It was time for the FDA to step up and represent the very loud voice of e-patients as well. The FDA Patient Network was just launched to educate patients and advocates about FDA; recruit patients and advocates to serve in meetings and to speak at FDA events; and ensure that patients and advocates can express their concerns about FDA decisions. It’s a good first step.
We are the Patient Network, a part of the FDA. We work to bring the unique perspective of patients, family members, caregivers, and patient advocates to the decision-making processes of the FDA. Through the Patient Network, you can learn more about FDA and how it works, provide input in decisions about new or current medical products, and talk with FDA experts about issues and concerns that are important to you.
E-Patient Dave deBronkart, the leader of the health 2.0 movement, published an essay under the title, How the e-patient community helped save my life. This is a must read for every medical professional just like his recently published book.
In April 2009 I found myself on the front page of the Boston Globe.1 A mere cancer patient, I’d written a blog post about my medical record. The Globe’s reaction—on page 1—was my first glimpse of a big question: how can a patient say anything about medicine that’s worthy of attention?
I was very glad to see the new book authored by e-Patient Dave deBronkart, whose thoughts I describe to medical students as a part of the official curriculum at Semmelweis Medical School, just became available.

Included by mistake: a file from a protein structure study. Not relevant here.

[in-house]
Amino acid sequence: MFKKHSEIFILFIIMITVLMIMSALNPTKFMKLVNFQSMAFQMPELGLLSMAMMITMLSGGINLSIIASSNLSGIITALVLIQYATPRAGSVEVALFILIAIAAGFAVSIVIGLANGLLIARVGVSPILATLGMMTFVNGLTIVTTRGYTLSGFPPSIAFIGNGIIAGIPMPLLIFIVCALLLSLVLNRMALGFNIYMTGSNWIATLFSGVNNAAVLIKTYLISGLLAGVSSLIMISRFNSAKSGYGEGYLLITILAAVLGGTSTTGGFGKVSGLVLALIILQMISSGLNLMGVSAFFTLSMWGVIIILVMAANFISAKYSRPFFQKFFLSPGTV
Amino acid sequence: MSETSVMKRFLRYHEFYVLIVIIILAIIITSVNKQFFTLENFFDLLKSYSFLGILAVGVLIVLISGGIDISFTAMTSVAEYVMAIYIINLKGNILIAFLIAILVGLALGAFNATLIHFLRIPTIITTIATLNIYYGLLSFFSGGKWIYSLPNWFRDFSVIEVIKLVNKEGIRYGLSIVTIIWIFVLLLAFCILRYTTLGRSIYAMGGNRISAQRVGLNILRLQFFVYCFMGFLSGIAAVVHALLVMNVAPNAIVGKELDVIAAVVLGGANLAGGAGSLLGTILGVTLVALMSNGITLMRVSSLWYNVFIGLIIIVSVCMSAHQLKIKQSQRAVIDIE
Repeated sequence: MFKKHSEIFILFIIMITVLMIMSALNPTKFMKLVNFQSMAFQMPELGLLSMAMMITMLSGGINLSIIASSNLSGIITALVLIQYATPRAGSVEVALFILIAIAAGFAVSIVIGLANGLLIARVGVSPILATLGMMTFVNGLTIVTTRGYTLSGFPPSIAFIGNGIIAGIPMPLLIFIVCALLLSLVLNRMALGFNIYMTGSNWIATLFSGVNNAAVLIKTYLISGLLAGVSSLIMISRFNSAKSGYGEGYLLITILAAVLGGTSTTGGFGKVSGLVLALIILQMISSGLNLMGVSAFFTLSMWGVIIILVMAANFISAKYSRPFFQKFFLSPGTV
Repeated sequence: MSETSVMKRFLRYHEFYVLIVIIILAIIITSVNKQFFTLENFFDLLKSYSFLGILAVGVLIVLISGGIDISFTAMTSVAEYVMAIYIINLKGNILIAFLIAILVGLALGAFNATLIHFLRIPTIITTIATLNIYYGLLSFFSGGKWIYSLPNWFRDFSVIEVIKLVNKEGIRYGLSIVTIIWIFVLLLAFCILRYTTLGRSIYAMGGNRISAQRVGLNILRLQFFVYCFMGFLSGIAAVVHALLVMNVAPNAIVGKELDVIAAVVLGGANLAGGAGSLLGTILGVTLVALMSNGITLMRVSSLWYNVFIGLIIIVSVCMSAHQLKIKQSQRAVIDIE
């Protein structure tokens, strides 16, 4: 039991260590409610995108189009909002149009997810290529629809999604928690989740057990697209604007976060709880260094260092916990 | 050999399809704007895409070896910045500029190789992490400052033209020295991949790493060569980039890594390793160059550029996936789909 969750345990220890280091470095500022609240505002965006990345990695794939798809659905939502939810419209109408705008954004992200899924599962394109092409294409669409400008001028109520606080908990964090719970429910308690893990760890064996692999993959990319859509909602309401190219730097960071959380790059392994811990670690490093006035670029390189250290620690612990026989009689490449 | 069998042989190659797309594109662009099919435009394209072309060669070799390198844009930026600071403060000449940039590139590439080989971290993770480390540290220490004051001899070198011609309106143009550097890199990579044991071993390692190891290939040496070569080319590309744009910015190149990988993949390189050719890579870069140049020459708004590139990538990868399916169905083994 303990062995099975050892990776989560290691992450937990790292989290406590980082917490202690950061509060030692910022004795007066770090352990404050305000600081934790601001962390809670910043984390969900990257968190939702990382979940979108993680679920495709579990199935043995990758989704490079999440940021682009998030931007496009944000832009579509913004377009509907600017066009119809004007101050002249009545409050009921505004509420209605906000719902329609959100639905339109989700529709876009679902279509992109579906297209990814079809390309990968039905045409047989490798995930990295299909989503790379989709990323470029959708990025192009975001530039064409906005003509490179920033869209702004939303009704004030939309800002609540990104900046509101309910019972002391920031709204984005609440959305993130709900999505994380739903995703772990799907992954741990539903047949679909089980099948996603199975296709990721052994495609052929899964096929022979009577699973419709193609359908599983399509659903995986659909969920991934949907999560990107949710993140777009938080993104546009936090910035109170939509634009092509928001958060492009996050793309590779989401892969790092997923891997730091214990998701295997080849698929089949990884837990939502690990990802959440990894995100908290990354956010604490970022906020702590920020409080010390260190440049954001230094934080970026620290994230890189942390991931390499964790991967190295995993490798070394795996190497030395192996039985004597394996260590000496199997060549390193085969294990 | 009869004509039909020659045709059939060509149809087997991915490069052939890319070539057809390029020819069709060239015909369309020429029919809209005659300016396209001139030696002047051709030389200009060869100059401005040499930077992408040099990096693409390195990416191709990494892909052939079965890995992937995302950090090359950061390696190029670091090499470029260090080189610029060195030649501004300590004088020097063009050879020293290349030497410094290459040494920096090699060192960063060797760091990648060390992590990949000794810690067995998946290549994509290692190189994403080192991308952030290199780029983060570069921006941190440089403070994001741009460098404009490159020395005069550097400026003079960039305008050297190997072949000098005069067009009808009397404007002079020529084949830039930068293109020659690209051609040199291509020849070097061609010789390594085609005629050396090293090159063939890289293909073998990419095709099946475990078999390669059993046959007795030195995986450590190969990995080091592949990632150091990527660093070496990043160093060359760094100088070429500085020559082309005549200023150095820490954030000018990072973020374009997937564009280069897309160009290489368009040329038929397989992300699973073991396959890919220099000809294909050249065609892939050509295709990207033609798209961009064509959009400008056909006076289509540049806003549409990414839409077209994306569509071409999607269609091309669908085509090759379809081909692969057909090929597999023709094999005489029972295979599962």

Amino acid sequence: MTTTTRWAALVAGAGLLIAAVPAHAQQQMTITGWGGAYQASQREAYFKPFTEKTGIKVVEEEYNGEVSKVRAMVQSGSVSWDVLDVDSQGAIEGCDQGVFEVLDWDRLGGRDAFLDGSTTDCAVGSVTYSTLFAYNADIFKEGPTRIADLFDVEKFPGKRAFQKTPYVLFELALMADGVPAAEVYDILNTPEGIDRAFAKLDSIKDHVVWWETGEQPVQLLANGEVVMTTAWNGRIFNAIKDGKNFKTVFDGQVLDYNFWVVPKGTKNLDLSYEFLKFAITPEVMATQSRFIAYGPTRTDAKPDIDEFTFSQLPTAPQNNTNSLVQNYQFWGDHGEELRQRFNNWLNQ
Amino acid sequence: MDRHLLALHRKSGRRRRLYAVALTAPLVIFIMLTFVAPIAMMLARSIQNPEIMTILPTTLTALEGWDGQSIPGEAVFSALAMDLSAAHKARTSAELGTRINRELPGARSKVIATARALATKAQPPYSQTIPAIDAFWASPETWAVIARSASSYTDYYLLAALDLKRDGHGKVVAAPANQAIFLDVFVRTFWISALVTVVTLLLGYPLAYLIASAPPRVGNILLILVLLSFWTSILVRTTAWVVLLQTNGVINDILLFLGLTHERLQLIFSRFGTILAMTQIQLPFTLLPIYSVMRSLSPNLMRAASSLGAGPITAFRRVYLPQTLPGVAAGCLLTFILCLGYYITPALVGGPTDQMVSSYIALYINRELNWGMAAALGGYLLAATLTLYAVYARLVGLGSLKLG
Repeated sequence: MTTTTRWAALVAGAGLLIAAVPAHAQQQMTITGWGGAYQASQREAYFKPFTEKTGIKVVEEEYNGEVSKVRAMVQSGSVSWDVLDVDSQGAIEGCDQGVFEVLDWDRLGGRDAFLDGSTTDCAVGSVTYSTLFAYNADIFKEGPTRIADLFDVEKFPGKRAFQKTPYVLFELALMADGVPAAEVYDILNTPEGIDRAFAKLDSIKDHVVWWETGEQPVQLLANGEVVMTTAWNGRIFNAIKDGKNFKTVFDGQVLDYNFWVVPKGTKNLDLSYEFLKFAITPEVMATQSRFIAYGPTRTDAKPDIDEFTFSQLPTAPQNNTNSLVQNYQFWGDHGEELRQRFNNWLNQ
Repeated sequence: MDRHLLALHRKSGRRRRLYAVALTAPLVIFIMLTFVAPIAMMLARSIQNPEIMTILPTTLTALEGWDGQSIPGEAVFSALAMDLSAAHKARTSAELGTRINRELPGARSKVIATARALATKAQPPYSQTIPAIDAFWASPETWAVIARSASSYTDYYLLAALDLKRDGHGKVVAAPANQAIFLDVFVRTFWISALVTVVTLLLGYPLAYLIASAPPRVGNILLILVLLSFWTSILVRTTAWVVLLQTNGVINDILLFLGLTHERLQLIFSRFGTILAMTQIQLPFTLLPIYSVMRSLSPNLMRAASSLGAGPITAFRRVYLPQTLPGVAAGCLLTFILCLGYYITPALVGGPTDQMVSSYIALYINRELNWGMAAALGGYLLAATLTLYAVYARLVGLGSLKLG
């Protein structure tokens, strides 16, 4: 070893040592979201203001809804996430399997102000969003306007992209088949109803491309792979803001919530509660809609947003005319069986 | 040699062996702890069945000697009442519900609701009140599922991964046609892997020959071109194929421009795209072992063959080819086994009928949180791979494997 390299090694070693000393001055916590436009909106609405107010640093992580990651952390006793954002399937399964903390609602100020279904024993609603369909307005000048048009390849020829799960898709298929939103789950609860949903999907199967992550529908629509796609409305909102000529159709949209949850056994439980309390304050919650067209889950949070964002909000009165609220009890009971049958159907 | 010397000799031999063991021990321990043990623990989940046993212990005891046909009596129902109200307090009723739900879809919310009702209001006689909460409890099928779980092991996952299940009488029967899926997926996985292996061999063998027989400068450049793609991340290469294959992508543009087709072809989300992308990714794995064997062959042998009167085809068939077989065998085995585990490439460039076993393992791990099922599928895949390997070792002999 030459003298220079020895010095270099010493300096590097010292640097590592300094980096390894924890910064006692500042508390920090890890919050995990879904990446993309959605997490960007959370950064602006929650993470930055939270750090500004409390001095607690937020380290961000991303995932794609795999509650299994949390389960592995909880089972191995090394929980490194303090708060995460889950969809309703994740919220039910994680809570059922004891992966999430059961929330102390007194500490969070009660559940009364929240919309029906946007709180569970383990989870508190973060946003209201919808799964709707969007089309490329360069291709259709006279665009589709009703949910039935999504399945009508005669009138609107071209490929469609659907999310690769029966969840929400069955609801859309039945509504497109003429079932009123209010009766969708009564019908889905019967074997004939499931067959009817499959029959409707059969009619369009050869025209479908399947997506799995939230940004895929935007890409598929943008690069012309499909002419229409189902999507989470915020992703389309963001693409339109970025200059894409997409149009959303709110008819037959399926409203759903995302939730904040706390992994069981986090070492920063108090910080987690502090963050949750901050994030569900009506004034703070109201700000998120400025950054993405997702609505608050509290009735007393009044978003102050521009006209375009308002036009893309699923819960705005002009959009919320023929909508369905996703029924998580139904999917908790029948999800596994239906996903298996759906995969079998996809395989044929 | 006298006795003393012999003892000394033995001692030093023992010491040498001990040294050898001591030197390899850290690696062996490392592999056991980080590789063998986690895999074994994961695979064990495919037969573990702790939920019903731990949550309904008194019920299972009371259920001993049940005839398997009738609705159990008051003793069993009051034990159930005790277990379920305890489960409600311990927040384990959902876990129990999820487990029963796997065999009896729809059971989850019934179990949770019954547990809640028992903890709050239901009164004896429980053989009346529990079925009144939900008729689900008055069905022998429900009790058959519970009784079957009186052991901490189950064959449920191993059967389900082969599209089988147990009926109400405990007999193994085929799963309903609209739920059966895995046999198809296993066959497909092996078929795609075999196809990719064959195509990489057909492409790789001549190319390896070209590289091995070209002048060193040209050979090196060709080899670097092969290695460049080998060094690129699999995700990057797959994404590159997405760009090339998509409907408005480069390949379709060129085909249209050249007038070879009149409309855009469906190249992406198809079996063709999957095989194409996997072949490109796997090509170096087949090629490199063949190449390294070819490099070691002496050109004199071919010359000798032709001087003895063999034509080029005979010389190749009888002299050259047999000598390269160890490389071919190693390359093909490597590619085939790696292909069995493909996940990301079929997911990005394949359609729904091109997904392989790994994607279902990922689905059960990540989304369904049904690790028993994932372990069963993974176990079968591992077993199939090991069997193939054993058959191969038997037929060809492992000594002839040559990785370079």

Medical professionals must let patients help and become equal partners in the treatment! A must-read book!
Concise reasons, tips & methods for making patient engagement effective.
Third book by e-Patient Dave, cancer beater, blogger, internationally known keynote speaker and advocate for patient engagement; co-founder and past co-chair of the Society for Participatory Medicine. Profile: http://www.ePatientDave.com/about-dave
This is a very moving story about a 17 year-old osteosarcoma patient, Zach Sobiech, who wrote a song to say goodbye to his friends and family.
Lakeland, Minnesota native Zach Sobiech has advanced-stage osteosarcoma (bone cancer), with no known remaining treatment options.
“Facing months to live, 17-year-old Zach is turning to music,” according to the notes accompanying this YouTube video, “writing and performing songs as a way to say goodbye to his friends and family”.
In my course in which I also describe what doctors should do when patients add them as friends on Facebook, we cover topics that are related to the everyday lives of physicians from the digital perspective. A few days ago, Joel Topf, nephrologist, told me on Twitter that he used my method when a patient added him on Facebook:
If the profile is personal, I reject the request and send a private message to the patients explaining why I did that: this is a personal account, while our relationship is professional. They always understand and accept my decision.
Then I asked Joel whether it worked out well.
My method is based on purely natural communication and transparent reasoning. This is why it works.